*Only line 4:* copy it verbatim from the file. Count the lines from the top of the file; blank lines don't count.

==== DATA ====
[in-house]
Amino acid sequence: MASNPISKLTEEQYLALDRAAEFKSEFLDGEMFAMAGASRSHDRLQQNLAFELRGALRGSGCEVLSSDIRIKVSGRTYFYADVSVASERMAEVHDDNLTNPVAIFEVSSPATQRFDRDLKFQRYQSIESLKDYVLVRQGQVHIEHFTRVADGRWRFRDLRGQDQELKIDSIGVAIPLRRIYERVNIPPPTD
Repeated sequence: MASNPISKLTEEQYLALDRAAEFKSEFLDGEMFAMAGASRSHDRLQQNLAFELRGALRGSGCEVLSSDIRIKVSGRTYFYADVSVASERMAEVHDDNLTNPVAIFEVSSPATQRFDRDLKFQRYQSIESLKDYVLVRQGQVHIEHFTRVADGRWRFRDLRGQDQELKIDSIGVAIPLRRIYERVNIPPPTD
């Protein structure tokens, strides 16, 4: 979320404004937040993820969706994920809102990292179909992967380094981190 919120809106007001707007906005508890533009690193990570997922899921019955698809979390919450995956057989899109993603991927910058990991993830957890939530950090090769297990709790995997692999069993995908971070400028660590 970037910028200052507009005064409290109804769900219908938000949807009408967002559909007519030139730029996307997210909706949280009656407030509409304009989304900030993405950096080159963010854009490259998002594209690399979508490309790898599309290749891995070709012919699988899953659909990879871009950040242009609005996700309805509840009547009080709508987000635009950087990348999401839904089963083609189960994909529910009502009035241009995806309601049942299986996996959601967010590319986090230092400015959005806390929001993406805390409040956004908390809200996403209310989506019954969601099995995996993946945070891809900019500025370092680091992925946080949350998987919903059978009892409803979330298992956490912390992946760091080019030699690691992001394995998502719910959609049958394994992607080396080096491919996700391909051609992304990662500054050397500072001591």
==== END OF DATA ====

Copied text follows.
């Protein structure tokens, strides 16, 4: 979320404004937040993820969706994920809102990292179909992967380094981190 919120809106007001707007906005508890533009690193990570997922899921019955698809979390919450995956057989899109993603991927910058990991993830957890939530950090090769297990709790995997692999069993995908971070400028660590 970037910028200052507009005064409290109804769900219908938000949807009408967002559909007519030139730029996307997210909706949280009656407030509409304009989304900030993405950096080159963010854009490259998002594209690399979508490309790898599309290749891995070709012919699988899953659909990879871009950040242009609005996700309805509840009547009080709508987000635009950087990348999401839904089963083609189960994909529910009502009035241009995806309601049942299986996996959601967010590319986090230092400015959005806390929001993406805390409040956004908390809200996403209310989506019954969601099995995996993946945070891809900019500025370092680091992925946080949350998987919903059978009892409803979330298992956490912390992946760091080019030699690691992001394995998502719910959609049958394994992607080396080096491919996700391909051609992304990662500054050397500072001591």